Arnim, the flight that I found was direct and left from Milwaukee at noon and arrived into JFK at 3:20pm not 6pm. This was with a quick search that I started at 10am this morning once I heard there was the possibility that the game was in danger. With all due respect, in all of my last decade playing professionally in multiple leagues in multiple countries, I have never heard of something like this happening, nor in any other professional league, male or female. I’m not spreading rumours and innuendo, I’m giving the facts both of what I was able to find searching flights, as well as what your players told our players about scrambling for players. If you schedule a game, its your responsibility to be there. If that means leaving the day before to make sure that you are there, its your responsibility to do so. It’s completely unacceptable that there isn’t a game tonight, plain and simple. It reflects badly on all of us, and I know a class organization such as the Red Stars can do better.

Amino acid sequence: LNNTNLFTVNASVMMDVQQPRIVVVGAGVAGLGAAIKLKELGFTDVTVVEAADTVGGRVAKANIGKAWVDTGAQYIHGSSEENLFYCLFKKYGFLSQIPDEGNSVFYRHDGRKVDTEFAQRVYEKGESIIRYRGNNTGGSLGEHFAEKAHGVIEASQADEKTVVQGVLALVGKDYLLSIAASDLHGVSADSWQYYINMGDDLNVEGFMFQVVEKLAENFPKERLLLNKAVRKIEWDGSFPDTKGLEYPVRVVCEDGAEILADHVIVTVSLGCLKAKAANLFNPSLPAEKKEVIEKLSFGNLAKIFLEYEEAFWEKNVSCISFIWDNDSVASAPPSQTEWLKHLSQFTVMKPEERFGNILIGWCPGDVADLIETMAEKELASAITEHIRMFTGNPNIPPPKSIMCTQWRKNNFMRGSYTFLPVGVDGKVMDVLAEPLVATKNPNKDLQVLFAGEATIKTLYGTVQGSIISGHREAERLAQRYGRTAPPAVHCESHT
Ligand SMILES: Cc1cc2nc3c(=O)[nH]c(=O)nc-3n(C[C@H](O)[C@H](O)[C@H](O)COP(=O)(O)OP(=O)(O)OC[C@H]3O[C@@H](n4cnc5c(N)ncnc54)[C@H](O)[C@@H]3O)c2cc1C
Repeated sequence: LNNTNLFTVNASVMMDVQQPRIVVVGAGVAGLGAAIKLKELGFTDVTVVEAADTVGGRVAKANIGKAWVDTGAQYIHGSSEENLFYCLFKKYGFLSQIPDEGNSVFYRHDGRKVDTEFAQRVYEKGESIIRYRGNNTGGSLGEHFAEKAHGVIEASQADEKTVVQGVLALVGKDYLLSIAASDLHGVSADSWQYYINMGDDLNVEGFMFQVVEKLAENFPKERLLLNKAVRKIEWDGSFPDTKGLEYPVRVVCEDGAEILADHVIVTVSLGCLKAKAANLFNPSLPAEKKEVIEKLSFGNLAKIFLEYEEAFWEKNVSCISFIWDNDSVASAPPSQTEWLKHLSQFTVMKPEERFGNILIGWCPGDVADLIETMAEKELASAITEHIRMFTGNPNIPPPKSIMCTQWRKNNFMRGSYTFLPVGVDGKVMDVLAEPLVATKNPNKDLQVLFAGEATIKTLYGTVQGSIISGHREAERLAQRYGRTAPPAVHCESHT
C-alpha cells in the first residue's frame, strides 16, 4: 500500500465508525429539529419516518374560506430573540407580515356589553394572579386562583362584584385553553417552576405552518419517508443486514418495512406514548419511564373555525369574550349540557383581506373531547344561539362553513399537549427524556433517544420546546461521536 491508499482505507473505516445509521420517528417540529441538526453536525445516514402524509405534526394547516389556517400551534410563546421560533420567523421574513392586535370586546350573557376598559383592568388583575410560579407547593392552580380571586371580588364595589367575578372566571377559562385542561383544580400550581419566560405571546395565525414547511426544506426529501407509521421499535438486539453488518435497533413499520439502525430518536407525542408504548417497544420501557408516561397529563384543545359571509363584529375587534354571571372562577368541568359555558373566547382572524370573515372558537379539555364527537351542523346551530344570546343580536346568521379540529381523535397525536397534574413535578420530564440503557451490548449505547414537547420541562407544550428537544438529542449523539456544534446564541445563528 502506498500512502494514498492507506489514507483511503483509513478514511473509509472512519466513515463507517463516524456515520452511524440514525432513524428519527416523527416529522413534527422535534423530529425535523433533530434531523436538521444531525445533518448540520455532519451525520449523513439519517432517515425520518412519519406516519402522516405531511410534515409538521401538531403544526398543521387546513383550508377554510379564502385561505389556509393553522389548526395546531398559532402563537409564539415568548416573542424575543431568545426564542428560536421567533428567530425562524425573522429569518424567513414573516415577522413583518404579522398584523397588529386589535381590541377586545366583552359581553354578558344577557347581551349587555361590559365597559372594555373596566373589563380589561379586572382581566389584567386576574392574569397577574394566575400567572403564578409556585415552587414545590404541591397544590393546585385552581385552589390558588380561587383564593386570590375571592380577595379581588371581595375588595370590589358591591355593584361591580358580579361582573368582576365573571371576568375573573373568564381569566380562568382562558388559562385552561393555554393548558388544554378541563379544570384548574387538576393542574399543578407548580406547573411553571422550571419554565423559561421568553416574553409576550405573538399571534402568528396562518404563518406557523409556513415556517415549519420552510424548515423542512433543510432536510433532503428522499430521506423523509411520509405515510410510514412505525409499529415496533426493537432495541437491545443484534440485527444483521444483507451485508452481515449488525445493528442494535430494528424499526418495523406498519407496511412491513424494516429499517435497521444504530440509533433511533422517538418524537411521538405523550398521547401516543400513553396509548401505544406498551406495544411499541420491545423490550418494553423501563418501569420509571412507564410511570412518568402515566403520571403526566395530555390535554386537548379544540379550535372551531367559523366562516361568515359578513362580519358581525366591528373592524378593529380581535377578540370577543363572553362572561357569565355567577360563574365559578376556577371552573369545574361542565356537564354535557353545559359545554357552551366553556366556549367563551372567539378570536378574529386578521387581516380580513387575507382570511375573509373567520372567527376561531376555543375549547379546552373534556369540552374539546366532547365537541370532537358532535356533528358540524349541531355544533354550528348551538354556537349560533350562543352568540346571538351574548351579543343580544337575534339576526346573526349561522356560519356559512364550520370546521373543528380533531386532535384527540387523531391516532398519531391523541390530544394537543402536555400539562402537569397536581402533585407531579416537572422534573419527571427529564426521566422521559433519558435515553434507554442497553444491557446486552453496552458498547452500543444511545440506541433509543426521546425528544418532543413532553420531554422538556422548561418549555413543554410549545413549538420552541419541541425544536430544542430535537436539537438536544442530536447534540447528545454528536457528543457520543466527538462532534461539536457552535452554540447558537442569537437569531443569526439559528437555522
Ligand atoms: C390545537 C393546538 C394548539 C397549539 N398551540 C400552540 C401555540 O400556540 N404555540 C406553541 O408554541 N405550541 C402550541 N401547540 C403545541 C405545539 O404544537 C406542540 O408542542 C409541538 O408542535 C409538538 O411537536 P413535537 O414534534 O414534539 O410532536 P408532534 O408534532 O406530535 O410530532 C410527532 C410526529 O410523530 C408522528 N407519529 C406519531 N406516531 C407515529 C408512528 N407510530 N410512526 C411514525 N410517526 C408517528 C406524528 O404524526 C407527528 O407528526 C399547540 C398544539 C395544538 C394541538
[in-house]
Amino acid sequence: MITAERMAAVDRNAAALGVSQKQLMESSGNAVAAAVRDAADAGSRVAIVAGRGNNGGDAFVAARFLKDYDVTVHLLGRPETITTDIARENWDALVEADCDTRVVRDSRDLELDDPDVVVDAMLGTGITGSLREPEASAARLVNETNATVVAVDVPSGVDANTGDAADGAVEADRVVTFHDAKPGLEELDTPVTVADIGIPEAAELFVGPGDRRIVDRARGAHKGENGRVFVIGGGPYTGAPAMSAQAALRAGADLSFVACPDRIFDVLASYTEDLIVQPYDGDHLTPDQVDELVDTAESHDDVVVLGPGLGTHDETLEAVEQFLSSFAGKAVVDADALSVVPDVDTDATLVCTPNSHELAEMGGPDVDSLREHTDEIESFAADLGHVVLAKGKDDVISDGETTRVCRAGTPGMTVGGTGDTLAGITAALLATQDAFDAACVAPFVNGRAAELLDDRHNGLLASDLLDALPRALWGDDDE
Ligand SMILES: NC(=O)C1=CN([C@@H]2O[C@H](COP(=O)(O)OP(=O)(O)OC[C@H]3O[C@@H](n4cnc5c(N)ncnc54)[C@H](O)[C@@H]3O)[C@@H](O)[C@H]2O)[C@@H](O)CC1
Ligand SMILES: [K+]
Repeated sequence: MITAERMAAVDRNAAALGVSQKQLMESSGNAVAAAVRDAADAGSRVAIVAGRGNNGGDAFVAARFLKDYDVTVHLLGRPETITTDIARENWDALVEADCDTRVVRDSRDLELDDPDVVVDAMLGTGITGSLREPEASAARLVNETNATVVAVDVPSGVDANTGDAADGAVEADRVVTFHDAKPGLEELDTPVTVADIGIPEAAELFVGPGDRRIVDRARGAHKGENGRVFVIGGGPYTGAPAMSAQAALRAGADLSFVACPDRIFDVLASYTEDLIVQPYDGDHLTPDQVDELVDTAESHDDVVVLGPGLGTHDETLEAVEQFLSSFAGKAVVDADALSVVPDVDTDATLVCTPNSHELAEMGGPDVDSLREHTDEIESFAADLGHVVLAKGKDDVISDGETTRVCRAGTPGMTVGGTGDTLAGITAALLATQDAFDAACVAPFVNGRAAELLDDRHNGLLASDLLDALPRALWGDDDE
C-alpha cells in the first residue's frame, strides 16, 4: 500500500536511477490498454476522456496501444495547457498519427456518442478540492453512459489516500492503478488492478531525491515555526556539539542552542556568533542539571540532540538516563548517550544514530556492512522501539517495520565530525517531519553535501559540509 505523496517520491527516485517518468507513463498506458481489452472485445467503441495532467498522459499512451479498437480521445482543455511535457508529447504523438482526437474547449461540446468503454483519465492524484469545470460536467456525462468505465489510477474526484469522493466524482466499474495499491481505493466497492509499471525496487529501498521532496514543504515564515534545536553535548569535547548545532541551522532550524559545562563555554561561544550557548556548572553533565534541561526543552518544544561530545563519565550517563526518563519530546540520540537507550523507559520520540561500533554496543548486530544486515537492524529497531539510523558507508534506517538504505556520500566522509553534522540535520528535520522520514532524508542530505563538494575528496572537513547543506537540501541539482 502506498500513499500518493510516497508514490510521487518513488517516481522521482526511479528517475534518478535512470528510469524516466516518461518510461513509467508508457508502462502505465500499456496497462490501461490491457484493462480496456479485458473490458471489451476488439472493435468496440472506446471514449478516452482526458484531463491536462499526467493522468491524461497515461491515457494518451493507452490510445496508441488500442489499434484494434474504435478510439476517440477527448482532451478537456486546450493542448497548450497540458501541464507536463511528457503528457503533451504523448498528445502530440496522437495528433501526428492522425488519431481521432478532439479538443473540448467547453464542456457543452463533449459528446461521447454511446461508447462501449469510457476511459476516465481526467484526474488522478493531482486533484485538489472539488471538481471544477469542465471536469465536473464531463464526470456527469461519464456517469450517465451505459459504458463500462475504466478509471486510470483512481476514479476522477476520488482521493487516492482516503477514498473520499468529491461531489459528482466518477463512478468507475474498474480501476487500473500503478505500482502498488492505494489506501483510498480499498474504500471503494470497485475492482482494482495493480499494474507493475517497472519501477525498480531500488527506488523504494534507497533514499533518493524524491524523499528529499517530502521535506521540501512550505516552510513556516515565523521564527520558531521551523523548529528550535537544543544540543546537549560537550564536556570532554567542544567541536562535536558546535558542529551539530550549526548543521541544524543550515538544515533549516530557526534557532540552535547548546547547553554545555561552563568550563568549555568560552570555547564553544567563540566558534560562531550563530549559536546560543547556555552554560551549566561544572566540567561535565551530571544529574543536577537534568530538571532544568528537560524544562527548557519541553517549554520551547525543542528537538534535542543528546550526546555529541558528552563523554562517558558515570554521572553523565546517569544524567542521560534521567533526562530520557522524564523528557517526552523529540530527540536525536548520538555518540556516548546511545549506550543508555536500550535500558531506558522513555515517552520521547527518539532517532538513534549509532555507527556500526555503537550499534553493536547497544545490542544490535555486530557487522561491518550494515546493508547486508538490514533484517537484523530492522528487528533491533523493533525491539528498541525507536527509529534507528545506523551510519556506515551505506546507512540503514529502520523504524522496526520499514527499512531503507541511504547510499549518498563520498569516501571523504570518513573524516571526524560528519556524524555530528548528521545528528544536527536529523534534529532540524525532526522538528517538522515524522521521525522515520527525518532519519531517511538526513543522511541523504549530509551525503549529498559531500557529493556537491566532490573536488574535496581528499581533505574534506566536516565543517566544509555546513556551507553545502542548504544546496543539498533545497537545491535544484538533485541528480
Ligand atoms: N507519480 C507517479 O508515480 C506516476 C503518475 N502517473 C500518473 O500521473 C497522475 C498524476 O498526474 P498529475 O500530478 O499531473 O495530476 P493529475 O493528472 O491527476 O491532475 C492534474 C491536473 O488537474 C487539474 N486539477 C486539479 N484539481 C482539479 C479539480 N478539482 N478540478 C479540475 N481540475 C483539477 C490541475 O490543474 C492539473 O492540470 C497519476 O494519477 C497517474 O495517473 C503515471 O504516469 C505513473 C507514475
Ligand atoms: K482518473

No one is more upset than me/us and I take full responsibility. We always travel the night before (which may not have helped with storms hitting last night) but for the players sake we tried to steal 1 more night at home. With this backloaded schedule we have potentially 4 games in 10 days on the road — and had already booked and paid for 9 of the next 10 nights on the road in 3 different cities.
We had the help of 2 professional travel agents and all major airlines and they couldn’t find seats for us to get out today. We also had to give Joe enough time to notify all parties on his end and had a short fuse to try to sort it all out. When Joe and I spoke early we had a time that if we couldn’t work it out we had to call it – precisely because its unfair to the fans to not get proper notice — and because we had 18 people sitting by their phones at 7am trying to figure out where they were headed on short notice.